A boy rests on an old couch in front of a dilapidated house in Gaza where more than 40 per cent of people remain below the poverty line Image Credit: AFP

As the COVID-19 pandemic rages across the globe, the socioeconomic impact continues to ravage billions the world over. Despite a fatality rate of less than 5 per cent, movement restrictions necessitated by the highly contagious virus has caused millions of people to lose their livelihoods, families have seen their lifetime savings wiped out, children have dropped out of schools and in general turned our lives — as we knew it at the beginning of the year — upside down.

And as we count the losses of the pandemic, one of the foremost socioeconomic challenges of the world — inequality — has become a major focal point. In its recent report, titled The Cost of a Plate of Food, the World Food Programme (WFP), the Nobel Peace Laureate this year, brings out a stark contrast of how income differences across the world are creating havoc in the lives of those less fortunate to be born in a different geography.

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In New York State, ingredients for a basic meal — perhaps a soup or a simple stew — costs just 0.6 per cent of someone’s income. In comparison, in South Sudan, a shopper would have to spend an astonishing 186 per cent of their income to do the same. “Such a difference brings into sharp focus the huge inequalities at play between those people in developing countries and others in more prosperous parts of the world,” the report states.

The economic wreckage brought about by the pandemic has touched every section of humanity. Recent media reports say about 1.5 million people in New York cannot afford to buy food and are dependent on food banks. In another part of the world, research published in the Food Policy journal suggests that a whopping 76 per cent of Indians do not have access to nutritious food — that’s three out of every four people!

Bearing brunt of the fallout 

Everywhere around us, the socially and economically vulnerable sections of the populace are bearing the brunt of the fallout of the pandemic. As it is even before COVID-19 struck, nearly half the world’s population had scant access to health care and essential services, including social security measures that is so ingrained in the psyche of the developed West. This situation is likely to get far worse as the pandemic wipes away livelihoods and exposes the already inherent deficiencies in developing countries’ health care and other social security systems.

According to UNDP data, there are 55 hospital beds, more than 30 doctors and 81 nurses for every 10,000 people in developed countries. In comparison, in a less developed country, there are seven beds, 2.5 doctors and six nurses for the same number of people. “Even basics such as soap and clean water are luxuries for too many,” the UNDP says on its website.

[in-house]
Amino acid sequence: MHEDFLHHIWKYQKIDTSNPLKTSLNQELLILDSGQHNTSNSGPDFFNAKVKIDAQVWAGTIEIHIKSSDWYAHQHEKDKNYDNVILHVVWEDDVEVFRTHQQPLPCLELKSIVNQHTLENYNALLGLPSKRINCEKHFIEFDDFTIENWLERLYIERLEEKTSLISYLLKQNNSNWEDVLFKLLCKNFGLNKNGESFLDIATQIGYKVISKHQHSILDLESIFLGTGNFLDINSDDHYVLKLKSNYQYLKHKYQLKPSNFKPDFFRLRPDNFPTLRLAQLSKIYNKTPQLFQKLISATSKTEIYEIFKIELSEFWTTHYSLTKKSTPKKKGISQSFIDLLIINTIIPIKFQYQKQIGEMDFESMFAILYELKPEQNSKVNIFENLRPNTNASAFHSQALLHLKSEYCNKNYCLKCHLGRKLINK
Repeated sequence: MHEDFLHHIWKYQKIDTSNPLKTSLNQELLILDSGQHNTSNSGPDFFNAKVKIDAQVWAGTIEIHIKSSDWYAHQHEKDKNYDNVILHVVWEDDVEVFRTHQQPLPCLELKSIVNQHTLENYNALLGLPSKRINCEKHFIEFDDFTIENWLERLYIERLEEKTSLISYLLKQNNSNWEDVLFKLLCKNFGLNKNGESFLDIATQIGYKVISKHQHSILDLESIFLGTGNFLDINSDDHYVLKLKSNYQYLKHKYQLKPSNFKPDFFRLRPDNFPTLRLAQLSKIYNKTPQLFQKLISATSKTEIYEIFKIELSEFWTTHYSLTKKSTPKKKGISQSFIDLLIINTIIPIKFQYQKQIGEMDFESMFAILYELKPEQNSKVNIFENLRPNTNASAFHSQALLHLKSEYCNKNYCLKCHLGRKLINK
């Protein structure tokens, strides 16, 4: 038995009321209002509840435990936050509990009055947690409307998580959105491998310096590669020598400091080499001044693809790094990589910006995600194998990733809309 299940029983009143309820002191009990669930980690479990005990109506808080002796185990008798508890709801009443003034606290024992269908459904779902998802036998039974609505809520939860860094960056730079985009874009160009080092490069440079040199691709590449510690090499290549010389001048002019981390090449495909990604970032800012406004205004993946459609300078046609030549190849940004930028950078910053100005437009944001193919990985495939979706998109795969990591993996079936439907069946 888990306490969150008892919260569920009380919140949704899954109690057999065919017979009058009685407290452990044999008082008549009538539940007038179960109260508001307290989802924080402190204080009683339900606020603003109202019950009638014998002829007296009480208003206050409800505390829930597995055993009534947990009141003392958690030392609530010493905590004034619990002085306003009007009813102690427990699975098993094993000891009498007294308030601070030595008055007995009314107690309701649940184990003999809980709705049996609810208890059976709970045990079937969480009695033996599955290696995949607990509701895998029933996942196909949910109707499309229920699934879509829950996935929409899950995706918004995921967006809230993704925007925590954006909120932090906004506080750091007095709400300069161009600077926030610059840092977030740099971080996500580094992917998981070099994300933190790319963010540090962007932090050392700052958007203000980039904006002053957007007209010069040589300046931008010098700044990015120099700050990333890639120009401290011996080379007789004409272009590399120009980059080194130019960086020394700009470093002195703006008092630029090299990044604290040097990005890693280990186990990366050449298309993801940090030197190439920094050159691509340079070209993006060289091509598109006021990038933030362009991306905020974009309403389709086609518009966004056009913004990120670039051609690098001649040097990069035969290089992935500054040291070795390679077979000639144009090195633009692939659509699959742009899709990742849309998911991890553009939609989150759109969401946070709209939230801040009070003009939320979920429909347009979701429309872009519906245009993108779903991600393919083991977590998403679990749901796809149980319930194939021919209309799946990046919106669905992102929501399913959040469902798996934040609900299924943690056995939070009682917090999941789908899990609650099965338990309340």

According to the International Labour Organisation, half of working people could lose their jobs within the next few months, and the virus could cost the global economy $10 trillion. With such mega job losses, it is a foregone conclusion that workers in countries that do not provide unemployment allowance or insurance claims will suffer the most, which is, again true for most of the world, except the developed West.

Inequality bears its ugly fangs

But even within the developed West, inequality bears its ugly fangs. A recent report from Deloitte shows that Blacks and Hispanics in the US are more likely than non-Hispanic whites to work in occupations that have been disrupted by shutdowns imposed to slow the spread of the disease. “The likely outcome of this combination could be an increase in income inequality that is borne in large part by minority communities,” the report says.

“With more investment in the short term to support people from the fallout of COVID-19, and greater emphasis on building sustainable food systems in the long term as a foundation for access to affordable, nutritious food, we can break down the inequalities,” the WFP says in its report.

To rectify the situation, governments all around the world are taking steps of their own. However, saddled as everyone is with the second wave of the pandemic, the priority of saving lives is taking precedence over saving livelihoods. Thus, while the economic impact is getting on the backburner, it will need to be addressed sooner or later. A whole new set of policies will be needed to retrain populations to get new means of income in a post-pandemic world.